Fighting the EPA
Perry has long had an anti-federal bent, but his late-career enthusiasm for the tea party only increased his stridency. During the Obama years, Perry took particular aim at the EPA.
In his 2010 book Fed Up!, Perry wrote that the “EPA in particular illustrates how Washington’s command-and-control environmental bureaucracy is destroying federalism and individuals’ ability to make their own economic decisions.”
Texas filed 19 suits against the EPA during Perry’s 14 years as governor, and he has been vocal about his dislike for the agency, calling it a “cemetery for jobs.”
During his governorship, the Texas Attorney General’s office has sued the EPA mainly over air pollution regulations that would affect the fossil fuel industry. The TCEQ, the state agency responsible for environmental oversight, has resisted the implementation of those rules.
In 2009, when the EPA announced its greenhouse gas emission rule, Texas was the only state not to comply. Instead, Texas sued the EPA, with Perry stating that the state was “defend[ing] Texas’s freedom to continue our successful environmental strategies free from federal overreach.”
Anti-Regulatory Picks for Regulatory Agencies
Perry made a whopping 8,000-plus appointments as governor. At least 90 were former employees, helping to make Perry the most powerful Texas governor in modern history. It’s not a stretch to say Rick Perry was state government.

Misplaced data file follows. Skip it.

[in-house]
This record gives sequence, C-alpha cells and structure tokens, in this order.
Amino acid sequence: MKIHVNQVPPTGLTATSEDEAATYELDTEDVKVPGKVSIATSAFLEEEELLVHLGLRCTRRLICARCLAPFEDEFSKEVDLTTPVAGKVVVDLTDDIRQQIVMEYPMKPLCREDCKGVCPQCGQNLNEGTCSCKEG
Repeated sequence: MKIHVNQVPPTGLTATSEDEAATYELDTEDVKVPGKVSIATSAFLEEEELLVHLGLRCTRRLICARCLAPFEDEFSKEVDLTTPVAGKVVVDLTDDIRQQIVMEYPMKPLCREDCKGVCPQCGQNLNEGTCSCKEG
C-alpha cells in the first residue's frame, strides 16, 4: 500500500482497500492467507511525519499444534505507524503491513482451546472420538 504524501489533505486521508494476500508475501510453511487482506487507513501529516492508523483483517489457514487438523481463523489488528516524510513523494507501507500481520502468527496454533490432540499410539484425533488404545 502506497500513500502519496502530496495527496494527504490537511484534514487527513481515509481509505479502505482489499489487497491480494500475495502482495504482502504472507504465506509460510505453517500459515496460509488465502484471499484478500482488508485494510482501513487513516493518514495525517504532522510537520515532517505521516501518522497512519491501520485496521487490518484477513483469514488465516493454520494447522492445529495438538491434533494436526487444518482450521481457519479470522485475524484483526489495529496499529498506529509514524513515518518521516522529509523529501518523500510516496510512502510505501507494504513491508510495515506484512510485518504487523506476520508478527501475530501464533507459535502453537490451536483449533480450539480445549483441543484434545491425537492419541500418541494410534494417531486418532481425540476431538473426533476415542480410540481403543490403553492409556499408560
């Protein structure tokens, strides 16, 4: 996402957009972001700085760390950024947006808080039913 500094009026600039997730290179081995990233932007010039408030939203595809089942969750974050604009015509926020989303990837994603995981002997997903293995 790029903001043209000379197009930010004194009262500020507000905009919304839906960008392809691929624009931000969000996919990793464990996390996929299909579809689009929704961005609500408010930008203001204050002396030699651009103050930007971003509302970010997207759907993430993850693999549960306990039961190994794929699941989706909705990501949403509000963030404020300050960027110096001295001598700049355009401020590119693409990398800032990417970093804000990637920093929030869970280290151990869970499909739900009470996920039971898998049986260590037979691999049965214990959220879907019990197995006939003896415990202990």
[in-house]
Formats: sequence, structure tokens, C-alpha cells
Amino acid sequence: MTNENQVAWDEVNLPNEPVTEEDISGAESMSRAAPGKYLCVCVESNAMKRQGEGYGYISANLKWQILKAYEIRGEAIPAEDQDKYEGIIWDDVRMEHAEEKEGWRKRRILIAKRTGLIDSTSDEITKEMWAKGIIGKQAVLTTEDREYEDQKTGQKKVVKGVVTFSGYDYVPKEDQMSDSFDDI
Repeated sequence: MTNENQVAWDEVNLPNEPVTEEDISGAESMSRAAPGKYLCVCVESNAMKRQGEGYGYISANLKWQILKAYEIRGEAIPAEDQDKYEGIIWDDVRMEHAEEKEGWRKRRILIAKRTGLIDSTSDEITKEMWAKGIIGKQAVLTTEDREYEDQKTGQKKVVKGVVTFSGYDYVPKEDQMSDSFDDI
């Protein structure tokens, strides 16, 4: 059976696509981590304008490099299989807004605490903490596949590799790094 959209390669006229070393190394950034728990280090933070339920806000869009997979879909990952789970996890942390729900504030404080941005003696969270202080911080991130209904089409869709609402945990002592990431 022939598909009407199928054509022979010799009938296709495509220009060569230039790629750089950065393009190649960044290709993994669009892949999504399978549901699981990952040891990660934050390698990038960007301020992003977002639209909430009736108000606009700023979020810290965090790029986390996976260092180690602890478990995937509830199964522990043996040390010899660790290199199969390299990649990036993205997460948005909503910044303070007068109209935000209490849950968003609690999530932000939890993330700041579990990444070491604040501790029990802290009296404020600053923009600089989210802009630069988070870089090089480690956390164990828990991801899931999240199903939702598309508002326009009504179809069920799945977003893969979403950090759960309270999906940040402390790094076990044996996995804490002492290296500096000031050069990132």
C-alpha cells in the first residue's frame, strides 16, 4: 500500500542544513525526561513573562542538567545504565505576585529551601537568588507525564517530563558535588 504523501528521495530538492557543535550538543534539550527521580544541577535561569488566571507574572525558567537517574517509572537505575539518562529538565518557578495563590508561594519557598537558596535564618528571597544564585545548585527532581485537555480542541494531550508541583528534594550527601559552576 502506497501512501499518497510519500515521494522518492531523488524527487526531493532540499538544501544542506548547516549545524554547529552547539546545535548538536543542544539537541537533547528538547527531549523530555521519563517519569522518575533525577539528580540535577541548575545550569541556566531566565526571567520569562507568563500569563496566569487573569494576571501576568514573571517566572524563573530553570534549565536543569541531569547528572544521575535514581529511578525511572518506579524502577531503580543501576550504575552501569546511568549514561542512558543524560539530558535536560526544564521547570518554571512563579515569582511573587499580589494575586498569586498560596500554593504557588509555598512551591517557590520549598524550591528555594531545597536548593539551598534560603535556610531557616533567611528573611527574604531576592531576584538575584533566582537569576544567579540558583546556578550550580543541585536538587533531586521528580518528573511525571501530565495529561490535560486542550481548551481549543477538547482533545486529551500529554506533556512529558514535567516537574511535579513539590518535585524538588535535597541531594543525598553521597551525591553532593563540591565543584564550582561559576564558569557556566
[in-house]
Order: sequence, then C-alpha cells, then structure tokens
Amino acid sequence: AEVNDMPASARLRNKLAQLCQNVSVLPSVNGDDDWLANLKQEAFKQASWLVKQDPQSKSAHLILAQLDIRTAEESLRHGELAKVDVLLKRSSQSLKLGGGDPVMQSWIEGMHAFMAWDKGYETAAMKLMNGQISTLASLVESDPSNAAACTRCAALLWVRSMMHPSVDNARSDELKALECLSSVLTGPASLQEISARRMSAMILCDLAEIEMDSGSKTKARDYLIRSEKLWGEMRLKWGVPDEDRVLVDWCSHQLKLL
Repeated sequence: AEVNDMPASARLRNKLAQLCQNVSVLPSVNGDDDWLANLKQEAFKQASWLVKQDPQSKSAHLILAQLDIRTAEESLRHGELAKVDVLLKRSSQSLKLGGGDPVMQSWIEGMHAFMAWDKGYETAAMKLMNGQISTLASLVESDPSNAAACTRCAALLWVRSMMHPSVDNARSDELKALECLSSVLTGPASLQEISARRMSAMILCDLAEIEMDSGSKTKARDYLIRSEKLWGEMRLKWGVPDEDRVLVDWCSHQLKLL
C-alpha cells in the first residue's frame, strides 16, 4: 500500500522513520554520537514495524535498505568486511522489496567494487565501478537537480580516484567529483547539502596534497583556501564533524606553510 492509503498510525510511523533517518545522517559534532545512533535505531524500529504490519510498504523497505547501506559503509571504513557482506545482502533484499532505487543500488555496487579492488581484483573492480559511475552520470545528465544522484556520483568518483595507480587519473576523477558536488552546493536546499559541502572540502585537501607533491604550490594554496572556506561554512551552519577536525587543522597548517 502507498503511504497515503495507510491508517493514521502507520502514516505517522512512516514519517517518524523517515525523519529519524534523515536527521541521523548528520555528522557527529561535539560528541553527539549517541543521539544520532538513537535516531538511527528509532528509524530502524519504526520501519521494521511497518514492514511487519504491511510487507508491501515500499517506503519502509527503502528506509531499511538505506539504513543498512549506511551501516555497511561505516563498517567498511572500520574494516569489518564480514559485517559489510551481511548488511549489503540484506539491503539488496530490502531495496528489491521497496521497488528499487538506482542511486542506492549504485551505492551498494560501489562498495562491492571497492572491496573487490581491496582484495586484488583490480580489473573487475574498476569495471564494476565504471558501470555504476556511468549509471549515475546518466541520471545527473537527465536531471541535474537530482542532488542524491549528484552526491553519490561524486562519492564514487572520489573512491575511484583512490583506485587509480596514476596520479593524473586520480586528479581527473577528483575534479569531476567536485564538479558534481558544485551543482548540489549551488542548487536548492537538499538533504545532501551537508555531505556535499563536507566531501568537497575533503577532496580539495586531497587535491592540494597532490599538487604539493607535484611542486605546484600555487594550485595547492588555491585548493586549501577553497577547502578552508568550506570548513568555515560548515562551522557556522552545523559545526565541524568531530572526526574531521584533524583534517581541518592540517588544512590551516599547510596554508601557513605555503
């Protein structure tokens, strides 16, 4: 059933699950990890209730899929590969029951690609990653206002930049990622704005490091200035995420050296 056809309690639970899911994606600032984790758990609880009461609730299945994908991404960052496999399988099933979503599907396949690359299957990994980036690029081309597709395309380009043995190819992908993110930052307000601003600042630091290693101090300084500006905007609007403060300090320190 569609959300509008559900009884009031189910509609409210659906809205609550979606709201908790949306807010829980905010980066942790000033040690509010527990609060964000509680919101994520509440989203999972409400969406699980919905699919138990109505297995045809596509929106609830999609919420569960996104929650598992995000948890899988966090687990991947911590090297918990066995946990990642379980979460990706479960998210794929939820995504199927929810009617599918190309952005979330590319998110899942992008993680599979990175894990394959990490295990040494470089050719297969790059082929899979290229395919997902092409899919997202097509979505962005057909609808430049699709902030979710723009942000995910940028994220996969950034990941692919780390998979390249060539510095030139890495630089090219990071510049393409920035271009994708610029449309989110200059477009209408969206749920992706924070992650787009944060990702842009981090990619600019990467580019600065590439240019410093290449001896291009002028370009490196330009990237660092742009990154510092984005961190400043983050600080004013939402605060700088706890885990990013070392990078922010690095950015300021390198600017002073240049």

Perry was skilled at picking loyalists, many of them former employees and lobbyists. For instance, he appointed his chief of staff Jeffrey Boyd to the Texas Supreme Court. Nearly a quarter of his appointees had given to his campaign at some point, totalling $20 million in donations.
That pattern was apparent in his appointment of former aides to high-level positions at agencies with oversight of the natural resources of the state — such as the Texas Parks and Wildlife Department, Texas Water Development Board, TCEQ and the Railroad Commission.
For the TCEQ, Perry picked former policy aides Toby Baker and Zak Covar as commissioners, and he put Bech Bruun, another former aide, on the Texas Water Development Board.
Almost across the board, Perry’s appointees have been hostile to climate science and mainstream positions on air and water pollution. Under Bryan Shaw, whom Perry appointed to the TCEQ in 2007, the agency scrubbed all mention of climate change from a report on sea-level rise. Shaw has also defied federal mandates to crack down on smog-causing pollutants, arguing instead that an increase in smog might lead to better health outcomes. Under Shaw’s leadership, the state is still fighting the EPA on restricting emissions of pollutants that cause smog.